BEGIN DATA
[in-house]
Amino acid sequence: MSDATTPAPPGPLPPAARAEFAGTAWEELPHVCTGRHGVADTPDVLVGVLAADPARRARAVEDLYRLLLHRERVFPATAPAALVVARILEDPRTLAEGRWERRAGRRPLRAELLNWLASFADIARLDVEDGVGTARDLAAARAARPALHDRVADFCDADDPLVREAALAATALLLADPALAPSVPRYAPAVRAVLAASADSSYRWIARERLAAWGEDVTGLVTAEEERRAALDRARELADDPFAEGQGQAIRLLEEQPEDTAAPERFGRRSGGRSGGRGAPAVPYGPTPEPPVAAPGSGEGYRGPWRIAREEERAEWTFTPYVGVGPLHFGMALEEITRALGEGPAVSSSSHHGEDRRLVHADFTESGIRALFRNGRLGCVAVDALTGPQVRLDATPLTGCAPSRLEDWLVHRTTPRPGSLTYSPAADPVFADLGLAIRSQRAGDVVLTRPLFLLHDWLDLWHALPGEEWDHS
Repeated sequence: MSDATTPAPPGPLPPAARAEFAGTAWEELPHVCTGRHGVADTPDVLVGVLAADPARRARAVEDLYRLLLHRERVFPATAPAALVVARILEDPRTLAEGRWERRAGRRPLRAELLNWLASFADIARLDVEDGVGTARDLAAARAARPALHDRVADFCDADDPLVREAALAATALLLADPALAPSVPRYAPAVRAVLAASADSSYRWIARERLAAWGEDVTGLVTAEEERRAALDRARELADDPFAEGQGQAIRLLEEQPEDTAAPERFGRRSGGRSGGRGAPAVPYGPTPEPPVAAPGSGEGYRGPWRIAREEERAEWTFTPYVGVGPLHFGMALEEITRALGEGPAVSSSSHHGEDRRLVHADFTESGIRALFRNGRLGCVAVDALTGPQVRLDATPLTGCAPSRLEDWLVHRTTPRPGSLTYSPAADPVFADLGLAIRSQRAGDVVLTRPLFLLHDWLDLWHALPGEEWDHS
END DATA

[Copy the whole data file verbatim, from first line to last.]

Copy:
[in-house]
Amino acid sequence: MSDATTPAPPGPLPPAARAEFAGTAWEELPHVCTGRHGVADTPDVLVGVLAADPARRARAVEDLYRLLLHRERVFPATAPAALVVARILEDPRTLAEGRWERRAGRRPLRAELLNWLASFADIARLDVEDGVGTARDLAAARAARPALHDRVADFCDADDPLVREAALAATALLLADPALAPSVPRYAPAVRAVLAASADSSYRWIARERLAAWGEDVTGLVTAEEERRAALDRARELADDPFAEGQGQAIRLLEEQPEDTAAPERFGRRSGGRSGGRGAPAVPYGPTPEPPVAAPGSGEGYRGPWRIAREEERAEWTFTPYVGVGPLHFGMALEEITRALGEGPAVSSSSHHGEDRRLVHADFTESGIRALFRNGRLGCVAVDALTGPQVRLDATPLTGCAPSRLEDWLVHRTTPRPGSLTYSPAADPVFADLGLAIRSQRAGDVVLTRPLFLLHDWLDLWHALPGEEWDHS
Repeated sequence: MSDATTPAPPGPLPPAARAEFAGTAWEELPHVCTGRHGVADTPDVLVGVLAADPARRARAVEDLYRLLLHRERVFPATAPAALVVARILEDPRTLAEGRWERRAGRRPLRAELLNWLASFADIARLDVEDGVGTARDLAAARAARPALHDRVADFCDADDPLVREAALAATALLLADPALAPSVPRYAPAVRAVLAASADSSYRWIARERLAAWGEDVTGLVTAEEERRAALDRARELADDPFAEGQGQAIRLLEEQPEDTAAPERFGRRSGGRSGGRGAPAVPYGPTPEPPVAAPGSGEGYRGPWRIAREEERAEWTFTPYVGVGPLHFGMALEEITRALGEGPAVSSSSHHGEDRRLVHADFTESGIRALFRNGRLGCVAVDALTGPQVRLDATPLTGCAPSRLEDWLVHRTTPRPGSLTYSPAADPVFADLGLAIRSQRAGDVVLTRPLFLLHDWLDLWHALPGEEWDHS